Mark Up Factors On Products
Cost- based pricing. This is where there's a right or wrong, yes or no answer. So this one's the easiest way to start. It's based on the relationship between pricing and the cost of running a business. So whatever your cost of running a business dictates, how much you have to charge for your products. So, the higher your cost, the higher your prices have to be. It's very simple, it's cut and dry, and sometimes when you know this information, you can charge into that sales room and say, "This is what you should do," and it works, sometimes. Most of the time. So here's how it works. You have something called a markup factor. This is probably something you guys have seen in a retail market somewhere. So your markup factor is a number by which you multiply your COGS, your cost of goods sold, to determine what your price should be. So what your COG is, your cost of goods sold, is how much it costs you to make your product. So if you're talking about an 8 x 10, let's just say, for easy math,...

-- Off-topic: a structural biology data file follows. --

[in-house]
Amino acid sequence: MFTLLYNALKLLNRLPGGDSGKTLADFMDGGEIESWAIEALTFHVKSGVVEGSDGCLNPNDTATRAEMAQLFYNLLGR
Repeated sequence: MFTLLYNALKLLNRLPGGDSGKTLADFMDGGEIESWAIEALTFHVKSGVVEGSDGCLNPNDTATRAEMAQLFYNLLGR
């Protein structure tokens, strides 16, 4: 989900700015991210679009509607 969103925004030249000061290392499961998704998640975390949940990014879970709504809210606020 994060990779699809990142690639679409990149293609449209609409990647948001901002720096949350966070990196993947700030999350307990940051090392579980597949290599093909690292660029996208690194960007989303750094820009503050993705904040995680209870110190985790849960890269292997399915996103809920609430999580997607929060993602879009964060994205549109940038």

it costs you $10. By the time it's shipped and all of those things. So if your 8 x 10 costs you $10, you multiply it by a specific number that's relevant to your business, and that tells you how much your price should be. We typically see in retail, everything doubles. You multiply your cost of good by two. So, in the photography industry, there is a magic number. And it is typically at least four. So you want your cost of goods sold to be about 25% of your gross sales, the total amount of money that you bring into your business. So as you're thinking about calculating the price of your products, how much it costs you when you buy them, you take that number, and you multiply it by a markup factor, which I recommend to be four, and that's the minimum that you have to charge for that product. Did you hear the minimum part? That's really important. Because, remember when we talked about demand-based pricing? That's when you can multiply by bigger numbers. So as you set yourself apart, you can start multiplying by bigger numbers. So, let's go through this cost of goods. For an 8 x 10. Let's say that you have print, mount, finish. We're gonna make a really nice 8 x 10. It costs us $7, it costs us $2 for shipping, and $1 to put it in a pretty package. You guys will see as we go through this workshop, I like to have happy math, so that we can have easy numbers to work with. So we're gonna say that an 8 x 10 costs us $10. Alright, so, now this guy, right? How much does this one cost? Cost of goods, what is it? Where do you go with this one? We're gonna just draw a line here. We're gonna say that you're gonna put it on some kind of disc or jump drive that costs you about $4. You're gonna put it in something pretty that costs you $1, so your total cost of goods is $5. You might have a $40, beautiful disc that you get from a custom lab. That's all up to you. We're gonna go with happy numbers here. So we're gonna say that that digital file costs you $5. So when we go to cost-based pricing, what should we do for an 8 x 10? $10 times the magic number, four, so we have to charge $40 for an 8 x 10. Same thing. Cost of good for a digital file. Cost is $5, we multiply it by four, $20, right? I hope all of you are pulling out your hair right now at home. What? You can't charge $20 for an 8 x 10. So digital files should be half as much as 8 x 10s, right? (gasps) I hope all of you are cringing right now. Remember that life cycle of an image that I told you about. When you sell a digital file, that sale is done. Period. Forever. When you sell an 8 x 10, they might need four 8 x 10s. One for the grandparents, one's for you, one for the office. So when you sell an 8 x 10, you're selling one unique thing. When you sell a digital file, you're giving away the farm. Okay? So how do you deal with all this? This is where it gets so complicated. So there's our numbers. This is our starting point. But then, what do you do with this? Can you make a sustainable living like this? If you did a portrait session and you created 30 images, and you charge $20 each, and that was the whole sale? Wow, that would be really hard. You wouldn't be in business very long. So, there's this other thing called work. Labor. There are all these other things that go into creating these things, it's not just your hard costs. And this is where things get really tricky when you're both a manufacturer and a retailer. So when you think about these things, for either one of these, you've got phone calls, you've got meetings, you've got driving, you've got shooting, you've got editing, selling, processing, all of these things. Archiving, production. Time-wise, they take the same amount of time per image. So we've got to figure out a way to deal with this whole time thing. Because it's a big deal as a manufacturer.